Transgender Hormone Replacement Therapy Doctor Bradenton



Transgender people may seek any one of a number of gender affirming interventions, including hormone therapy, surgery, facial hair removal, interventions for the modification of speech and communication, and behavioral adaptations such as genital tucking or packing, or chest binding. The World Professional Association  (WPATH) has defined all of these procedures as medically necessary for Transgender Health. The current standard of care is to allow each transgender person to seek only those interventions that they desire to affirm their own gender identity

Gender affirming hormone therapy is the primary medical intervention sought by transgender people. Such treatment allows the    achievement of secondary sex characteristics more aligned with an individual's gender identity.

Endocrinologists recommend appropriate hormone therapy for transgender persons who want to develop the physical characteristics of their desired gender. The therapy objective seeks to:

• Suppress the production of hormones that are determined by the person’s genetic sex

• Maintain “cross-sex” hormone levels within the normal range for the person’s desired gender

*  When should endocrine treatment of transgender persons begin? Individuals seeking endocrine treatment must first be diagnosed with GID by a mental health professional, and undergo psychotherapy or counseling and a “real-life experience.” The real-life experience is a year-long period during which the person lives full-time in the desired gender role before starting irreversible physical treatment. On occasion, the real life experience runs parallel with medical treatment rather than preceding it. Neither a complete social role change nor hormone treatment is recommended before the onset of puberty, since GID in children often does not continue into adolescence.

*  How is hormone therapy used in transgender adults?

Female-to-male (FTM) transsexual persons Several different androgen preparations can be used to develop masculine characteristics in FTM transsexual adults. Injections, skin gels, or patches can be used to bring testosterone levels in the body into the normal male range. Testosterone treatment results in increased muscle mass, decreased fat mass, increased facial hair and acne, and increased libido (sex drive). Testosterone treatment may also result in enlargement of the clitoris, decreased fertility, deepening voice, and, usually, the end of menstruation. Menstruation may stop within a few months with testosterone treatment alone, although high doses may be needed.  GnRH analogues or progesterone may also be used to stop menstruation before testosterone treatment and to reduce estrogens to the levels found in biological males.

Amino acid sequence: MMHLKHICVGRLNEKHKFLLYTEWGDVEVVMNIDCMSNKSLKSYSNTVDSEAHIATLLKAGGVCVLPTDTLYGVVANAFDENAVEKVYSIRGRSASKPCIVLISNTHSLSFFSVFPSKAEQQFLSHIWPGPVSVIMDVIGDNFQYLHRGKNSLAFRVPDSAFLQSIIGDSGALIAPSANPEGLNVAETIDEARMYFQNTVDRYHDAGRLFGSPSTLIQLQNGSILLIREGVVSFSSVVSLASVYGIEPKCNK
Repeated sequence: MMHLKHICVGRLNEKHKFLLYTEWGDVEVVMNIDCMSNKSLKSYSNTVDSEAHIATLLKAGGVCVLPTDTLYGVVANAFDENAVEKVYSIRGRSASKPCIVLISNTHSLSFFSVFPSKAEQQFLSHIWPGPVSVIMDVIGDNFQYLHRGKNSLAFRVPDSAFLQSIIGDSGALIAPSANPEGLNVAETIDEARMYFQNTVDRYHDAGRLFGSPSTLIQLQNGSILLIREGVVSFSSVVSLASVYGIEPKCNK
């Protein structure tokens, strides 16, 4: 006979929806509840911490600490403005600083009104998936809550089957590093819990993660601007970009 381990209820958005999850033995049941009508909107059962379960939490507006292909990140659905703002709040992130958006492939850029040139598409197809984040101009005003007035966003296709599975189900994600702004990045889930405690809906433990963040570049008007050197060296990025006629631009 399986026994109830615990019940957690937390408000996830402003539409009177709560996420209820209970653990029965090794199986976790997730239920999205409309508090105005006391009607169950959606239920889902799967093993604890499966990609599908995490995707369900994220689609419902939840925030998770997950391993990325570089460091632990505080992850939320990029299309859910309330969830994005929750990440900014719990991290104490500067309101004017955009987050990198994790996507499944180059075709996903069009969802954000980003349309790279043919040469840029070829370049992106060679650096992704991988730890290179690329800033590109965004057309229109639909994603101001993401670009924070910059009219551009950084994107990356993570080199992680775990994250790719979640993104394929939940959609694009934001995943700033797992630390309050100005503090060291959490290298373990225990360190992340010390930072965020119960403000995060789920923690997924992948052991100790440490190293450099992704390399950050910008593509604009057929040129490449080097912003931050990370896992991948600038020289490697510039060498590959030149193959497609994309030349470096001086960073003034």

Male-to-female transgender (MTF) persons Cross-sex hormone therapy for MTF transgender adults requires the use of an anti-androgen along with an estrogen. For estrogen therapy to have its fullest effect, the MTF person’s testosterone levels need to be reduced to levels typically found in biological women. Both the anti-androgen spironolactone and GnRH agonists are effective in reducing testosterone levels. Estrogen is available as a pill, a skin gel, a patch, or an injection. The MTF person’s blood level of estrogen should be maintained at the average level for premenopausal women, and the testosterone level should be in the female range.

*  What are the risks of hormone therapy and how can they be avoided? Cross-sex hormone therapy has the same risks as sex hormone replacement therapy in biological males and females. Pretreatment screening and regular medical monitoring are recommended for both FTM and MTF transgender persons. The guidelines recommend monitoring every 3 months during the first year of hormone therapy and then once or twice yearly

It is imperative that the transgender person understands the effects of hormone suppression and cross-sex hormone treatment prior to initiating endocrine therapy.  In particular, ask about its effects on fertility and about available options that may improve the chances of future fertility, if that is a concern for you.  It is imperative that you follow the physician recommended regimen and maintain regularly scheduled physician recommended testing and monitoring of your condition.

The Blend Institute

1911 Manatee Ave. East Suite 102, Bradenton, FL 34208
Phone: (941) 722-5600 · Fax: (941) 722-5644
Monday - Thursday: 9am - 5pm,
Friday: 9am - 1pm,
Saturday & Sunday: Closed
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